7 Bad Things About WordPress

Last week I did something awful, namely a list post. Luckily it wasn’t one of those linkbaity things that way too many blogs publish to get some extra eyeballs, but still. It was a list and therefore I loathe myself right now.

And I will continue to do so, because this week we’ll, or more accurately I will, talk about what’s bad with WordPress. Last week was apparantly TDH is being nice week so those of you who thought I was replaced by a doppelgänger at the WPMU.org office (is there one?) can rest easy. Your favorite asshole is back.

Right, so 7 bad things about WordPress then. Here goes.

  1. The admin interface isn’t user-friendly. I’ve touched this before, while I do think that the WordPress admin interface is one of the better options out there, it still has a long way to go before it will feel intuitive. This is a problem particularly for new users.
  2. Media management sucks. Well, it doesn’t suck really, but it can certainly be improved. Luckily this is in the works so I hope to cross this from my list in the future.
  3. There’s no truly useful page tree view. If you work with lots of static pages and are used to more traditional CMS’ then this will bother you. The page list in the admin interface should be tailored to pages hierarchical nature.
  4. Custom stuff and third-party apps. Sites relying custom post types and custom taxonomies can’t even use the official WordPress app since it can’t handle those (somewhat related). This is a shame, we should be able to solve this some way or the other.
  5. The admin interface needs to be responsive. Apps are great, but I’d really like the WordPress admin interface to become truly responsive and work on iPhones and Androids. Sure, you can’t upload images, but lots of other stuff will work and since the apps can’t keep up, at least this will let us post on the go if we use custom stuff mentioned in #4 above.
  6. Cache cache cache. WordPress doesn’t rely on caching plugins as much as it used to, in fact most sites won’t need them. I do think there should be an advanced settings page with extended cache features, something easier to setup than W3 Total Cache, but still there. From this page, help people find more advanced caching alternatives if needed, but get the basic “create flat files” caching stuff in place please.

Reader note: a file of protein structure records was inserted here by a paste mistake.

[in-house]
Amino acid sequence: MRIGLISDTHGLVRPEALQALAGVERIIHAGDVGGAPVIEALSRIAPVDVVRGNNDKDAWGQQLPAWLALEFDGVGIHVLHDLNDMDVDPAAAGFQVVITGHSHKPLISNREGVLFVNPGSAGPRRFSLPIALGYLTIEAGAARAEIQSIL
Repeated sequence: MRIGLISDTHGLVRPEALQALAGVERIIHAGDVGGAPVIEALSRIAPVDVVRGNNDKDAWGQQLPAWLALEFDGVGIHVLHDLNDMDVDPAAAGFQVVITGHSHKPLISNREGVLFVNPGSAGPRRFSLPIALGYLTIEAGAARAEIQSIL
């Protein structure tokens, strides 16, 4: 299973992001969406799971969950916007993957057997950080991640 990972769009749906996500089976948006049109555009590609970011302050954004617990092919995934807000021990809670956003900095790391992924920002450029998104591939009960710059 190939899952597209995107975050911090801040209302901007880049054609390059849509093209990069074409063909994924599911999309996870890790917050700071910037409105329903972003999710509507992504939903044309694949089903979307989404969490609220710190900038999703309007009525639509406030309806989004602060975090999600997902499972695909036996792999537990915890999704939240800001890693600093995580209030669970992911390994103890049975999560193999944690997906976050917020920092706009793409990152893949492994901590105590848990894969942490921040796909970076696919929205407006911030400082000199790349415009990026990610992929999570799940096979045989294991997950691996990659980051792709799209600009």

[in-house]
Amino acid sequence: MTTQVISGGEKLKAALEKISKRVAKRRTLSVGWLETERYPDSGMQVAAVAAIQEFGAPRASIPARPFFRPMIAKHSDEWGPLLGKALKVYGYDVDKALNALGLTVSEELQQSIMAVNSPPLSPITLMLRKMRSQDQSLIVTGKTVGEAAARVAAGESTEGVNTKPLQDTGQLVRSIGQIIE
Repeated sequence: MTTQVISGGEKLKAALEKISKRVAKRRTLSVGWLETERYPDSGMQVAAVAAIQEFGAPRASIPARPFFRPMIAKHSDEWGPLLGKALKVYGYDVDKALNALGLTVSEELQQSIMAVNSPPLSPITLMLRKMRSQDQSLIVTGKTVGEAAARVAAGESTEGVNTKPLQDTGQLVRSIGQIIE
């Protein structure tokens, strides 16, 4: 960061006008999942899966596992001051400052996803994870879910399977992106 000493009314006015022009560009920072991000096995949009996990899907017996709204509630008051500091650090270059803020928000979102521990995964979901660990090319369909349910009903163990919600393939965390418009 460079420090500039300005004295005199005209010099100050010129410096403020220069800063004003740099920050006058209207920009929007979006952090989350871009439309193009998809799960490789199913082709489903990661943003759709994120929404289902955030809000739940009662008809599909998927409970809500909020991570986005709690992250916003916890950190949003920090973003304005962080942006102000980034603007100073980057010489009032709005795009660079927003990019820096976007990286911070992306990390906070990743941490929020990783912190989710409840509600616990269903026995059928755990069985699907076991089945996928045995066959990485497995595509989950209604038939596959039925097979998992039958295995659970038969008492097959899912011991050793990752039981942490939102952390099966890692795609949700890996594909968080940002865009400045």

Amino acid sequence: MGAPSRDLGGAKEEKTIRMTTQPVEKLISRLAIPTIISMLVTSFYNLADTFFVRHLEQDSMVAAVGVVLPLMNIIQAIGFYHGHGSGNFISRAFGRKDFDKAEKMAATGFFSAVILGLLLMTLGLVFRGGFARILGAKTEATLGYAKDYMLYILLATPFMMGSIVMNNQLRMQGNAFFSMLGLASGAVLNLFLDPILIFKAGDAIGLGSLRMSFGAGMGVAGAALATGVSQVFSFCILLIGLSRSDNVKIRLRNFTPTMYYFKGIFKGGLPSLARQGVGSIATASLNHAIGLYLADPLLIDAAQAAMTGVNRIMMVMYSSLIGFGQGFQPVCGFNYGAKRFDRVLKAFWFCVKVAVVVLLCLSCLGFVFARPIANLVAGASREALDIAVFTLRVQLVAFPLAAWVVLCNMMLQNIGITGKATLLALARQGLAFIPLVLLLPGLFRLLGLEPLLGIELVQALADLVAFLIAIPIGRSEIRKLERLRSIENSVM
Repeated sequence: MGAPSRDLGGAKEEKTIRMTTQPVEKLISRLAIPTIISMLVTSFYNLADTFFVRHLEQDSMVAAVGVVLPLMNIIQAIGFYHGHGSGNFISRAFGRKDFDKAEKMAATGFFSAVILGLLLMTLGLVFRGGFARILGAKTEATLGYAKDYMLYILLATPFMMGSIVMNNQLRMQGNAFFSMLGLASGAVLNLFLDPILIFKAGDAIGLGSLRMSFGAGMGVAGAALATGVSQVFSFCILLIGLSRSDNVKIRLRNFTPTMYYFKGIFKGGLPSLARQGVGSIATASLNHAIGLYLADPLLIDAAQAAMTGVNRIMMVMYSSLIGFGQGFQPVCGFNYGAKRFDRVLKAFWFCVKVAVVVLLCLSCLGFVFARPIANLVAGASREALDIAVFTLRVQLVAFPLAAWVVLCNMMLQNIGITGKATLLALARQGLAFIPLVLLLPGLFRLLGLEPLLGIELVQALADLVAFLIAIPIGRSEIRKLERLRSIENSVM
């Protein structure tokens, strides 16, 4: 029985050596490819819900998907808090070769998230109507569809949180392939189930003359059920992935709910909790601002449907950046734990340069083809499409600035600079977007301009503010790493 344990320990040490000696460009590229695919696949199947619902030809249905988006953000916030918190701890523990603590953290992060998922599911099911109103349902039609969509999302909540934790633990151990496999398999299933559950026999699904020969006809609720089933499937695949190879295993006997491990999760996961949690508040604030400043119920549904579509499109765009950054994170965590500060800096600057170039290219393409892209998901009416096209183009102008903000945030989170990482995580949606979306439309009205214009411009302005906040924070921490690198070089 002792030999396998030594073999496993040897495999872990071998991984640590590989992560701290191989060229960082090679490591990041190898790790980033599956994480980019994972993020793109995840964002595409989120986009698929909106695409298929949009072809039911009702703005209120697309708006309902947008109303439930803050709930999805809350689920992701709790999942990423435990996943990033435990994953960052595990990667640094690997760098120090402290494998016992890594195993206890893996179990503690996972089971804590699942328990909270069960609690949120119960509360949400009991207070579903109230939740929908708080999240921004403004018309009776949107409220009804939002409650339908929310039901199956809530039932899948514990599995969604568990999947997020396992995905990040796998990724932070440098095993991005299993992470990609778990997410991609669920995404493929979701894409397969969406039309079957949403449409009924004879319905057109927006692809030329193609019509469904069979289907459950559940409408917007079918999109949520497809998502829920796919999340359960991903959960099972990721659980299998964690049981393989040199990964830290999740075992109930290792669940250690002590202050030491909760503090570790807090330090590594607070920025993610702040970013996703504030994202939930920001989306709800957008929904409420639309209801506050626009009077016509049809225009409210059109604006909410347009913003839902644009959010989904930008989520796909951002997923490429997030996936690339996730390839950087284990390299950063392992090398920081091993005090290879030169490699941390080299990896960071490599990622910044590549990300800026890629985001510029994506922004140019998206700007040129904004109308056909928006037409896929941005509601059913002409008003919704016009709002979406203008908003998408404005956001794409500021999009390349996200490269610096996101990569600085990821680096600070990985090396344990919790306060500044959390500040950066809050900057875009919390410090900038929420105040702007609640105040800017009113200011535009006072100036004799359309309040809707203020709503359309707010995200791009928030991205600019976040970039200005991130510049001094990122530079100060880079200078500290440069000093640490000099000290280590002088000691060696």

7. Focus less on Automattic’s stuff. Don’t get me wrong, Automattic and the core developers are doing awesome stuff for WordPress and they deserve recognition for it. We’ve talked about this briefly previously, regarding Akismet, but sometimes it gets silly. Like the featured plugins list on wordpress.org right now, featuring six great plugins, all tied to core developers or projects. Not all are Automattic, not at all, but doesn’t it seem a bit one-sided?

It was surprisingly hard writing this list actually. I really love WordPress and are, despite the hard-earned lessons from before, working on a second WordCamp in Sweden this year. WordPress pays my bills and I contribute as much as I can, I write books and I get annoyed when the platform is moving in the wrong direction, or when people are being asshats.

I bitch and I whine and I come across as a negative bastard sometimes, but I do it because I truly believe that WordPress is important. For free speech, for open source, and for making the web a better place.

Seems I got a bit teary-eyed there. Here’s the soap box, I’ll go have a Big Peat and be nostalgic now.

Big Peat? Ralfy knows what I’m talking about:

Rage photo by Thoth, God of Knowledge (CC)